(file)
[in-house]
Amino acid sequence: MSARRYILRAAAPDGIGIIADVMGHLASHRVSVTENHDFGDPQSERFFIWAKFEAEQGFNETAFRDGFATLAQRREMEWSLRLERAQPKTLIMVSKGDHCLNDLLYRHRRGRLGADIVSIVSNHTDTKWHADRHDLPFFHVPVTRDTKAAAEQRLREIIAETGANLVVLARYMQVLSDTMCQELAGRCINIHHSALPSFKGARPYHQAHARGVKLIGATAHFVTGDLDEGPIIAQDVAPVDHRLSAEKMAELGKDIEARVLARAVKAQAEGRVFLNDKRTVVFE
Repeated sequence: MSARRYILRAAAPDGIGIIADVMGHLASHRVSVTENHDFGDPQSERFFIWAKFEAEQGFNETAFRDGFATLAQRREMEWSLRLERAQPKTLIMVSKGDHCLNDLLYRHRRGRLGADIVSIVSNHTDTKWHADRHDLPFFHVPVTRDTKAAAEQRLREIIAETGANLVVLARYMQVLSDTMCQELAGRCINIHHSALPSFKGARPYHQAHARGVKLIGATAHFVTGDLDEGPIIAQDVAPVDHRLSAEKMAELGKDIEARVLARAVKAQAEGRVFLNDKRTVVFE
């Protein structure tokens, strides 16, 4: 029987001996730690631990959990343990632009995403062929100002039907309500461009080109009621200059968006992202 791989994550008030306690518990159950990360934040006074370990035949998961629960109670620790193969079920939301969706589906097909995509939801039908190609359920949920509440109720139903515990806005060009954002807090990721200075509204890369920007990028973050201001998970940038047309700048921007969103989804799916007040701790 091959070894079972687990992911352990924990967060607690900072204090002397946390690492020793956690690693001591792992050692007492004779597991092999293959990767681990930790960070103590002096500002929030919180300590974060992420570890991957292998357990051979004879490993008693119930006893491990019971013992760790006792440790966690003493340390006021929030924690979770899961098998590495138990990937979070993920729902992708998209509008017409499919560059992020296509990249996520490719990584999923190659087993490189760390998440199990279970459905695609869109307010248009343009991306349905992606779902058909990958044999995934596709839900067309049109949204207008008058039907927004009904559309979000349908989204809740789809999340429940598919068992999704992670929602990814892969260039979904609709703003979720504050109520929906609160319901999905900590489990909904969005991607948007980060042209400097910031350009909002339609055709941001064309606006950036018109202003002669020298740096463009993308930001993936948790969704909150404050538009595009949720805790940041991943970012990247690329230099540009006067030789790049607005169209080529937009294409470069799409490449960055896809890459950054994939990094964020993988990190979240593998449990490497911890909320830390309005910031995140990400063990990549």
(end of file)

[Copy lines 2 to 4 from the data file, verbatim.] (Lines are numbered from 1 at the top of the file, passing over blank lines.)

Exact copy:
Amino acid sequence: MSARRYILRAAAPDGIGIIADVMGHLASHRVSVTENHDFGDPQSERFFIWAKFEAEQGFNETAFRDGFATLAQRREMEWSLRLERAQPKTLIMVSKGDHCLNDLLYRHRRGRLGADIVSIVSNHTDTKWHADRHDLPFFHVPVTRDTKAAAEQRLREIIAETGANLVVLARYMQVLSDTMCQELAGRCINIHHSALPSFKGARPYHQAHARGVKLIGATAHFVTGDLDEGPIIAQDVAPVDHRLSAEKMAELGKDIEARVLARAVKAQAEGRVFLNDKRTVVFE
Repeated sequence: MSARRYILRAAAPDGIGIIADVMGHLASHRVSVTENHDFGDPQSERFFIWAKFEAEQGFNETAFRDGFATLAQRREMEWSLRLERAQPKTLIMVSKGDHCLNDLLYRHRRGRLGADIVSIVSNHTDTKWHADRHDLPFFHVPVTRDTKAAAEQRLREIIAETGANLVVLARYMQVLSDTMCQELAGRCINIHHSALPSFKGARPYHQAHARGVKLIGATAHFVTGDLDEGPIIAQDVAPVDHRLSAEKMAELGKDIEARVLARAVKAQAEGRVFLNDKRTVVFE
């Protein structure tokens, strides 16, 4: 029987001996730690631990959990343990632009995403062929100002039907309500461009080109009621200059968006992202 791989994550008030306690518990159950990360934040006074370990035949998961629960109670620790193969079920939301969706589906097909995509939801039908190609359920949920509440109720139903515990806005060009954002807090990721200075509204890369920007990028973050201001998970940038047309700048921007969103989804799916007040701790 091959070894079972687990992911352990924990967060607690900072204090002397946390690492020793956690690693001591792992050692007492004779597991092999293959990767681990930790960070103590002096500002929030919180300590974060992420570890991957292998357990051979004879490993008693119930006893491990019971013992760790006792440790966690003493340390006021929030924690979770899961098998590495138990990937979070993920729902992708998209509008017409499919560059992020296509990249996520490719990584999923190659087993490189760390998440199990279970459905695609869109307010248009343009991306349905992606779902058909990958044999995934596709839900067309049109949204207008008058039907927004009904559309979000349908989204809740789809999340429940598919068992999704992670929602990814892969260039979904609709703003979720504050109520929906609160319901999905900590489990909904969005991607948007980060042209400097910031350009909002339609055709941001064309606006950036018109202003002669020298740096463009993308930001993936948790969704909150404050538009595009949720805790940041991943970012990247690329230099540009006067030789790049607005169209080529937009294409470069799409490449960055896809890459950054994939990094964020993988990190979240593998449990490497911890909320830390309005910031995140990400063990990549």